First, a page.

Oxford, where Jobs made an offer of $2,000 plus 74 cents for every computer sold in order to have the rights to Oxford’s edition of Shakespeare. “It will be all gravy to you,” he argued. “You will be ahead of the parade. It’s
never been done before.” They agreed in principle and then went out to play skittles over beer at a nearby pub where Lord Byron used to drink. By the time it launched, the NeXT would also include a dictionary, a thesaurus, and the Oxford Dictionary of Quotations, making it one of the pioneers of the concept of searchable electronic books.
that the NeXT machine “not use an operating system compatible with the Macintosh,” though it could be argued that Apple would have been better served by insisting on just the opposite.
After the settlement Jobs continued to court Esslinger until the designer decided to wind down his contract with Apple. That allowed frogdesign to work with NeXT at the end of 1986. Esslinger insisted on having free rein, just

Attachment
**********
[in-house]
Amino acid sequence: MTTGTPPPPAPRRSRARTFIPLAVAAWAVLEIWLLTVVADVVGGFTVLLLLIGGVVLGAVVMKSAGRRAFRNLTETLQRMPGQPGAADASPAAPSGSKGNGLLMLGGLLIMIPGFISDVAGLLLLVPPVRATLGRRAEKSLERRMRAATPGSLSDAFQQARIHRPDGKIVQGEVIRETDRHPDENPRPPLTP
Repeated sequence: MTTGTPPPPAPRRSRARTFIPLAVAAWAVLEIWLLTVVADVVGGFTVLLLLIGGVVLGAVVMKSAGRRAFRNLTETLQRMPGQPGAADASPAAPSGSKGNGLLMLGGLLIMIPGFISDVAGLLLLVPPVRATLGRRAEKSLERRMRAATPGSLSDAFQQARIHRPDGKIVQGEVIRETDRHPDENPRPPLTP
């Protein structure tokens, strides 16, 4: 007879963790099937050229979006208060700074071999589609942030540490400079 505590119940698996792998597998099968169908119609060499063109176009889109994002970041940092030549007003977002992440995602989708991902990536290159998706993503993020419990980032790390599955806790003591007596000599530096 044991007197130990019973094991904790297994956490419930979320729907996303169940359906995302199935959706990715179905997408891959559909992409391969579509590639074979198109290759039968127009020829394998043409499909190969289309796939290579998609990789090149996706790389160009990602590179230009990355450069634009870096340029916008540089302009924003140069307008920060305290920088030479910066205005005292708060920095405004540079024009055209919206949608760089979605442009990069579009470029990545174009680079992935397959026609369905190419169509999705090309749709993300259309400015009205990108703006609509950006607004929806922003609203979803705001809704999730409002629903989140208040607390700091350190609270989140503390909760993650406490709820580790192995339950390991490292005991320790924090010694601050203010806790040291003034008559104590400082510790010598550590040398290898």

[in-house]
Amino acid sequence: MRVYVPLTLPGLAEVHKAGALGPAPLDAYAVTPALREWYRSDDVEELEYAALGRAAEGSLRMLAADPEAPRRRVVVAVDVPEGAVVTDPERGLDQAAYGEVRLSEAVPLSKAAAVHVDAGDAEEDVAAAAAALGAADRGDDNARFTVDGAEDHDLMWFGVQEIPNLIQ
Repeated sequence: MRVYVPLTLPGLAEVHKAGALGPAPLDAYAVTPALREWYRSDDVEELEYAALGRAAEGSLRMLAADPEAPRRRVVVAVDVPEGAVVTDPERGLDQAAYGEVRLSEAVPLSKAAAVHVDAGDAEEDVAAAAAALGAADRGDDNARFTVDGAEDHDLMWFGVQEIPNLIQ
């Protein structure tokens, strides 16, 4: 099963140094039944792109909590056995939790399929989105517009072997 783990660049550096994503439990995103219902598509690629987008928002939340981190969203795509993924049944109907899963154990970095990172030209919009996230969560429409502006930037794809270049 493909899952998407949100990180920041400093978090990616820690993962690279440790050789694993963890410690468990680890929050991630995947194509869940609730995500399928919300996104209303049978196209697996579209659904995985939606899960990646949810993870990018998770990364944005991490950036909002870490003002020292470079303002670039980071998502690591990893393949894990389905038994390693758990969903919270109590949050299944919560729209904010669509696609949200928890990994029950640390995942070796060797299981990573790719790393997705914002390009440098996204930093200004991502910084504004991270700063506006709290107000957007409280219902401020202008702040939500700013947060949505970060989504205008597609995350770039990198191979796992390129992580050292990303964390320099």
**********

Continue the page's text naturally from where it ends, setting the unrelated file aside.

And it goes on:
as Paul Rand had. “Sometimes you have to use a big stick with Steve,” he said. Like Rand, Esslinger was an artist, so Jobs was willing to grant him indulgences he denied other mortals.
Jobs decreed that the computer should be an absolutely perfect cube, with each side exactly a foot long and every angle precisely 90 degrees. He liked cubes. They had gravitas but also the slight whiff of a toy. But the NeXT cube was a Jobsian example of design desires trumping engineering
considerations. The circuit boards, which fitted nicely into the traditional pizza-box shape, had to be reconfigured and stacked in order to nestle into a cube.
Even worse, the perfection of the cube made it hard to manufacture. Most parts that are cast in molds have angles that are slightly greater than pure 90 degrees, so that it’s easier to get them out of the mold (just as it is easier to get a cake out of a pan that has angles slightly greater than 90 degrees). But
Esslinger dictated, and Jobs enthusiastically agreed, that there would be no such “draft angles” that would ruin the purity and perfection of the cube. So the sides had to be produced separately, using molds that cost $650,000, at a
specialty machine shop in Chicago. Jobs’s passion for perfection was out of control. When he noticed a tiny line in the chassis caused by the molds, something that any other computer maker would accept as unavoidable, he
flew to Chicago and convinced the die caster to start over and do it perfectly. “Not a lot of die casters expect a celebrity to fly in,” noted one of the engineers. Jobs also had the company buy a $150,000 sanding machine to remove all lines where the mold faces met and insisted that the
magnesium case be a matte
black, which made
it more susceptible
to showing blemishes.